Anna supports heart research to save lives

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This week Anna Turley, Labour and Co-operative MP for Redcar, showed her support for UK medical research by joining British Heart Foundation (BHF) scientists and heart patients to hear how research is helping to save and improve the lives of the millions of people affected by heart disease. 

In Redcar constituency there are more than 12,000 people living with heart and circulatory disease, and seven million people across the UK. It causes a quarter of all deaths in the UK.

At an event in Westminster, Anna spoke with heart patients and BHF-funded researchers to learn more about the latest research projects, the hope they offer to people with heart conditions and why government support is vital.

 

Anna said:

“It was a really interesting event, particularly hearing from heart patients about their experiences living with the condition. Heart disease is a devastating condition that affects thousands of people across Redcar – finding new treatments is vital to improve their quality of life.

With the public’s support, charities like the BHF are able to fund some of the world’s leading researchers, who work tirelessly to find the next major breakthrough that could help save more lives. However, in addition to charity funding, they rely on Government support towards some of the indirect costs of research, such as heating and electricity in laboratories.

 “If we are to continue making great strides in heart research it is important the public and the Government support our brightest scientists.”

 

The government’s science budget is currently protected from cuts to expenditure but only until April 2016. Any cut to science spending would put future and current research projects that could help save more lives at serious risk.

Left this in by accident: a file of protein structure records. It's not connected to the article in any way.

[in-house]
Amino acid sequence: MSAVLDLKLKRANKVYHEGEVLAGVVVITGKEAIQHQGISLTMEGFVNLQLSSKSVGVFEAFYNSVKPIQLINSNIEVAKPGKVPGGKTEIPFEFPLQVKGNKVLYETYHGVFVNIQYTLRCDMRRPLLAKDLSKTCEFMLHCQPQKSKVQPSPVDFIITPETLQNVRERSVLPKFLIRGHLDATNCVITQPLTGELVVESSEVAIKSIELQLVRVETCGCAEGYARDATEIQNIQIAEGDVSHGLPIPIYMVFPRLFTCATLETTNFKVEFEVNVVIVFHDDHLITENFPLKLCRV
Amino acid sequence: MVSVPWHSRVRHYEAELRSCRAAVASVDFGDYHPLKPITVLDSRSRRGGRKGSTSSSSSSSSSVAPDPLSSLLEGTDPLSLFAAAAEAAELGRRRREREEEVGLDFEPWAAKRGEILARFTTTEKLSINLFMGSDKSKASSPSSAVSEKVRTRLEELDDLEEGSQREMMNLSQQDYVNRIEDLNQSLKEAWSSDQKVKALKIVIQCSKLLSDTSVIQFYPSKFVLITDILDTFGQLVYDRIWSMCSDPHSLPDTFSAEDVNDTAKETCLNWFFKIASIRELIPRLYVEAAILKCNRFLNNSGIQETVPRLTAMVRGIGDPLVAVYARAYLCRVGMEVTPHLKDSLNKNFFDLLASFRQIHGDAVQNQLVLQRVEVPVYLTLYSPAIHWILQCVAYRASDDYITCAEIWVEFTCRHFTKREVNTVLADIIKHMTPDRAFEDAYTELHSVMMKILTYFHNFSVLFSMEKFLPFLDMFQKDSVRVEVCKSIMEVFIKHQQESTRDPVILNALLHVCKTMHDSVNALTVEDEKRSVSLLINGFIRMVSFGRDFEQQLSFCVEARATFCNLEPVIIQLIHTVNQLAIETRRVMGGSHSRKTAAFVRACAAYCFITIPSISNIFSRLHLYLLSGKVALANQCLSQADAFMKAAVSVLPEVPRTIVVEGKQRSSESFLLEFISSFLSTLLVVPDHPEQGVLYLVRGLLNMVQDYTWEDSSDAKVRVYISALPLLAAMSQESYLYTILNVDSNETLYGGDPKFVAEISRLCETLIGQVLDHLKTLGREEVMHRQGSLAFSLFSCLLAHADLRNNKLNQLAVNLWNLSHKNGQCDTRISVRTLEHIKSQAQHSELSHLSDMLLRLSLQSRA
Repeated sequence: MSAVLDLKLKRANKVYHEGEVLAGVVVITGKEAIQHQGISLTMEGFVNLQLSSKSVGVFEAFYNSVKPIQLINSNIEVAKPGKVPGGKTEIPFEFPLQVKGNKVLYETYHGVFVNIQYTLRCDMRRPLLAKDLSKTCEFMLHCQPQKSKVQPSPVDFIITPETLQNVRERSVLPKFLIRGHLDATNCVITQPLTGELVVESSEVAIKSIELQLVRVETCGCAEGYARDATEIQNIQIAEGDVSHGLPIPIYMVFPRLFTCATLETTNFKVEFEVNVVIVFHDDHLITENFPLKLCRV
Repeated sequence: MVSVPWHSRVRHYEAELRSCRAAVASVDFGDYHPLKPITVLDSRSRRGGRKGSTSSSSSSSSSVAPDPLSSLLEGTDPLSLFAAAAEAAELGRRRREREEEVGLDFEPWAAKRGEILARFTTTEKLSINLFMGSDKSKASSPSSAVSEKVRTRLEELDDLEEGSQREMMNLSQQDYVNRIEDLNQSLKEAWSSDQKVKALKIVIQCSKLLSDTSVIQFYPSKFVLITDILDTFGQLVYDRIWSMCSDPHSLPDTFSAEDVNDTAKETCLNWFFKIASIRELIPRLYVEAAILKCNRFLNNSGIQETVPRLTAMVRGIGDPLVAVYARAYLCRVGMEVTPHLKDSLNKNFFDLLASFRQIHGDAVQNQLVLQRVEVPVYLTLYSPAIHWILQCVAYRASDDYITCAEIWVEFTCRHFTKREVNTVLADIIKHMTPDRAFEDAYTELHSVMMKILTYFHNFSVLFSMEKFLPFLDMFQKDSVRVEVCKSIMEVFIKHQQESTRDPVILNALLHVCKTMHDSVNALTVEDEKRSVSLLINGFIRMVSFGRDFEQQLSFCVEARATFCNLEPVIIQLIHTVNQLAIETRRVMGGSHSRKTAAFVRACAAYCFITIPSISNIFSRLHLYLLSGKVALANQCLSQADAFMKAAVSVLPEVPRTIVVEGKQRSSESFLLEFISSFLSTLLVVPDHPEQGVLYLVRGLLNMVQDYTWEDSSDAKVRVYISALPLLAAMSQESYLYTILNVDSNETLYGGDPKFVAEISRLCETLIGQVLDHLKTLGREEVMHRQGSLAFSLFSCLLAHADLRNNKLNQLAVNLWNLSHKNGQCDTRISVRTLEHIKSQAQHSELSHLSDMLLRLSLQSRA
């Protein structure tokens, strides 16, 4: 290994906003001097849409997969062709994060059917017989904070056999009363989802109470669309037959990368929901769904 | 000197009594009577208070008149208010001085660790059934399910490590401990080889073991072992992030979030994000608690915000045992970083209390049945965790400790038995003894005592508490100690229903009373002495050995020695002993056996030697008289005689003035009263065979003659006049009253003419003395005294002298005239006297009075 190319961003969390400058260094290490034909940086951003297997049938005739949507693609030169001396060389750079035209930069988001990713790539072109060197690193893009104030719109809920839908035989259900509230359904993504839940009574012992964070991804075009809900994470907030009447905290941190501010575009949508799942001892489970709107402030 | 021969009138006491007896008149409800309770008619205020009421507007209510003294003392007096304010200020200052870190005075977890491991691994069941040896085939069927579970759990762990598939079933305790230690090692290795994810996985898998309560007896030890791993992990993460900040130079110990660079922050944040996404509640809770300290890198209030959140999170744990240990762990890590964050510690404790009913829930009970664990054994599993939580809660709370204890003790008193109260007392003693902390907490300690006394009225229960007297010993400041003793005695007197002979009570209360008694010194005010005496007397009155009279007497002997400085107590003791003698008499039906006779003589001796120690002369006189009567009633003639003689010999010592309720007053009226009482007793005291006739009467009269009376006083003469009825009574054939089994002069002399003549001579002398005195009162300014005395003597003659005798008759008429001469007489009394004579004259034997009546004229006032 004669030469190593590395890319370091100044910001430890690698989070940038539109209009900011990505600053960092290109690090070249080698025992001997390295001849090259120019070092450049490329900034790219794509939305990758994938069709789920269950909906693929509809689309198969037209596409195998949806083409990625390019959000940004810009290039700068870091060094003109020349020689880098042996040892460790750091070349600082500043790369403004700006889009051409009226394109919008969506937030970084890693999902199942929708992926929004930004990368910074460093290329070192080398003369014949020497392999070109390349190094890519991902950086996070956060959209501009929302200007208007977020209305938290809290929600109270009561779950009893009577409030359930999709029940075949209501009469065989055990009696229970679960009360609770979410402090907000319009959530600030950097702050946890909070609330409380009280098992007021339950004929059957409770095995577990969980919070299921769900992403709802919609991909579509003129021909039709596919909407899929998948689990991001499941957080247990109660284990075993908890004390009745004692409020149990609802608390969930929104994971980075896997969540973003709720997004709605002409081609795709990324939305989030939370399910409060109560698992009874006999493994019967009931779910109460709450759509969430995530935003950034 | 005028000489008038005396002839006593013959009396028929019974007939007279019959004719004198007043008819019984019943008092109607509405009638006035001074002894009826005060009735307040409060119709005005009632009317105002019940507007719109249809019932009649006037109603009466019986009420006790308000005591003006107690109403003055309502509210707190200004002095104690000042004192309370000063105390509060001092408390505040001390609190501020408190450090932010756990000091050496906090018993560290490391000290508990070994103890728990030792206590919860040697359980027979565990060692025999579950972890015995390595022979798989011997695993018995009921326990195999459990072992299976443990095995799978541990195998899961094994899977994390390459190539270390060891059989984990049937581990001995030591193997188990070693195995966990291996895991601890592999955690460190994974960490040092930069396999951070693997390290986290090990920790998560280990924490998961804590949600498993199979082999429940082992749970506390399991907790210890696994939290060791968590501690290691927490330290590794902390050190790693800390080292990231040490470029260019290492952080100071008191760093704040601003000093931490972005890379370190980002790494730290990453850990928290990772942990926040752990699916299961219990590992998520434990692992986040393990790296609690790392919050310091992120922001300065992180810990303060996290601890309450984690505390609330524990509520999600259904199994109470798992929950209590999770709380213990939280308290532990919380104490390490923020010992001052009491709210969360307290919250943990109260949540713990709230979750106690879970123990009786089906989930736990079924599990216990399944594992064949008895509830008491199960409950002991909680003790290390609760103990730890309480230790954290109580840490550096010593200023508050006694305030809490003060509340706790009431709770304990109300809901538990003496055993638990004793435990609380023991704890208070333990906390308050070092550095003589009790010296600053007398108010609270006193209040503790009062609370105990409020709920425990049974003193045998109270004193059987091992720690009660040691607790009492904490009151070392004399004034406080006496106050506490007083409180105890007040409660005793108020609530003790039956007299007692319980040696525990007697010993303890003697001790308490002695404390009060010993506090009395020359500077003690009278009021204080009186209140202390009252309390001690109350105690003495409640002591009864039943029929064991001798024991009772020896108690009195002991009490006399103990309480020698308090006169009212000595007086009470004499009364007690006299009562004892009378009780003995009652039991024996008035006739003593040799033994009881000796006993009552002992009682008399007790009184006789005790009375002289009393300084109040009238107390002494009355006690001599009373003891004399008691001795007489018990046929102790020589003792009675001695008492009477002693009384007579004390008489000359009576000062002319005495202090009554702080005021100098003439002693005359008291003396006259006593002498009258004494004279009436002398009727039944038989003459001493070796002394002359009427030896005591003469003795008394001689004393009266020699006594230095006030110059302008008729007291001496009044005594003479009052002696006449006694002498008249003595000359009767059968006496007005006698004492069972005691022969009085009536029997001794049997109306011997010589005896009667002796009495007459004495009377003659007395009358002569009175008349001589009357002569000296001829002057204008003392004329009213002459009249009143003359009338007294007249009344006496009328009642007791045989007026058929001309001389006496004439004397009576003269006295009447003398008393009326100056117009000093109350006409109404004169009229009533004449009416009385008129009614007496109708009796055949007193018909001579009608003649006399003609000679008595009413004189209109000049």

Professor Peter Weissberg, Medical Director at the BHF, said:

“Any cut to science funding would be extremely damaging to our life saving research and the fight against heart disease.

“Through our research we’ve helped make great progress over the last 50 years to reduce the number of deaths from heart disease by more than 50 per cent and improve the lives of people living with it.

“This year alone our researchers have developed a highly sensitive blood test that could double the detection rate of heart attacks in women. And recently our researchers have improved our understanding of how we may be able to regenerate the heart after a heart attack bringing hope that one day there will be a treatment for severe heart failure.

“Much more research is needed if we are to continue helping the millions of families across the UK deeply affected by heart disease, and this can’t be done without strong Government support.

“The Government urgently needs to secure the future of medical research by maintaining the current ring-fence and committing to future increases.”

Find out more about the vital work carried out by our researchers at https://www.bhf.org.uk/research

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